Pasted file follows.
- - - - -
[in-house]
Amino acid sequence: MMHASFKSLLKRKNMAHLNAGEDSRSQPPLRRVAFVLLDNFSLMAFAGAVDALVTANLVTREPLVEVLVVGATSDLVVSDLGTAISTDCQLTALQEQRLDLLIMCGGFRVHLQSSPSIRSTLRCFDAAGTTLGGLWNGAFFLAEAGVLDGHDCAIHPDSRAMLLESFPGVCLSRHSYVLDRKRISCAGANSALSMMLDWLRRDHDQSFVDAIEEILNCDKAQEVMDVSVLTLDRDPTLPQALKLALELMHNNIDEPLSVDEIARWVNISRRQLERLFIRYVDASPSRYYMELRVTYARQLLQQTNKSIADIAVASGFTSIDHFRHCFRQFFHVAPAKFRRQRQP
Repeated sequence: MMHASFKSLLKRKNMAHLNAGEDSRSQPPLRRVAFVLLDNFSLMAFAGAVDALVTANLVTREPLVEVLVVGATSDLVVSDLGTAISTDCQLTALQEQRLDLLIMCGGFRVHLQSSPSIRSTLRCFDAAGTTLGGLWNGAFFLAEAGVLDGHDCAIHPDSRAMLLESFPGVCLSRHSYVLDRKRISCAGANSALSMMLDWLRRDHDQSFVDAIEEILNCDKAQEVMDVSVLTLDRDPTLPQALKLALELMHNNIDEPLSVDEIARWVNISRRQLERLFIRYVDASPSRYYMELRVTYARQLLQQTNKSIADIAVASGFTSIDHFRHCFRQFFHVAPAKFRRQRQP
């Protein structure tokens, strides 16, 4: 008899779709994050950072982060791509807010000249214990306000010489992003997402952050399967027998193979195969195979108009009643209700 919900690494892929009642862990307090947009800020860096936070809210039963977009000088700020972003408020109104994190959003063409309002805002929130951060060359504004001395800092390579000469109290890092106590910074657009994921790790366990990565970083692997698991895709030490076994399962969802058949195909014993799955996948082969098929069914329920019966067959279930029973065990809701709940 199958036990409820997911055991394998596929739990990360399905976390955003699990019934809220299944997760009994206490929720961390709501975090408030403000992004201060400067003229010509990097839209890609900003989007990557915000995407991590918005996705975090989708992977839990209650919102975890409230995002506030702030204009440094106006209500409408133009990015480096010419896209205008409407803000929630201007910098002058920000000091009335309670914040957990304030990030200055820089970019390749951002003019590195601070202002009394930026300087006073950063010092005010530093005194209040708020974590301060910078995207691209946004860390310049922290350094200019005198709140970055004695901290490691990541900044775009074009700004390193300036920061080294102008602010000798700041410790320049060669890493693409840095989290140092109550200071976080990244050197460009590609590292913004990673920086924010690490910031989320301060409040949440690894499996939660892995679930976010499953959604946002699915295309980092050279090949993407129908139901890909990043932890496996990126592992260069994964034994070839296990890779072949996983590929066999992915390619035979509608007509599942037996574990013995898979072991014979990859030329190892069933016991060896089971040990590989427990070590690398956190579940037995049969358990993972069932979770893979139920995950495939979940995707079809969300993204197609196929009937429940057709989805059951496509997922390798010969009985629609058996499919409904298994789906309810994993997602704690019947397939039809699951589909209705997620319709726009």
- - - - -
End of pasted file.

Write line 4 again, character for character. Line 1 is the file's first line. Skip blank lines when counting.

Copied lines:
């Protein structure tokens, strides 16, 4: 008899779709994050950072982060791509807010000249214990306000010489992003997402952050399967027998193979195969195979108009009643209700 919900690494892929009642862990307090947009800020860096936070809210039963977009000088700020972003408020109104994190959003063409309002805002929130951060060359504004001395800092390579000469109290890092106590910074657009994921790790366990990565970083692997698991895709030490076994399962969802058949195909014993799955996948082969098929069914329920019966067959279930029973065990809701709940 199958036990409820997911055991394998596929739990990360399905976390955003699990019934809220299944997760009994206490929720961390709501975090408030403000992004201060400067003229010509990097839209890609900003989007990557915000995407991590918005996705975090989708992977839990209650919102975890409230995002506030702030204009440094106006209500409408133009990015480096010419896209205008409407803000929630201007910098002058920000000091009335309670914040957990304030990030200055820089970019390749951002003019590195601070202002009394930026300087006073950063010092005010530093005194209040708020974590301060910078995207691209946004860390310049922290350094200019005198709140970055004695901290490691990541900044775009074009700004390193300036920061080294102008602010000798700041410790320049060669890493693409840095989290140092109550200071976080990244050197460009590609590292913004990673920086924010690490910031989320301060409040949440690894499996939660892995679930976010499953959604946002699915295309980092050279090949993407129908139901890909990043932890496996990126592992260069994964034994070839296990890779072949996983590929066999992915390619035979509608007509599942037996574990013995898979072991014979990859030329190892069933016991060896089971040990590989427990070590690398956190579940037995049969358990993972069932979770893979139920995950495939979940995707079809969300993204197609196929009937429940057709989805059951496509997922390798010969009985629609058996499919409904298994789906309810994993997602704690019947397939039809699951589909209705997620319709726009």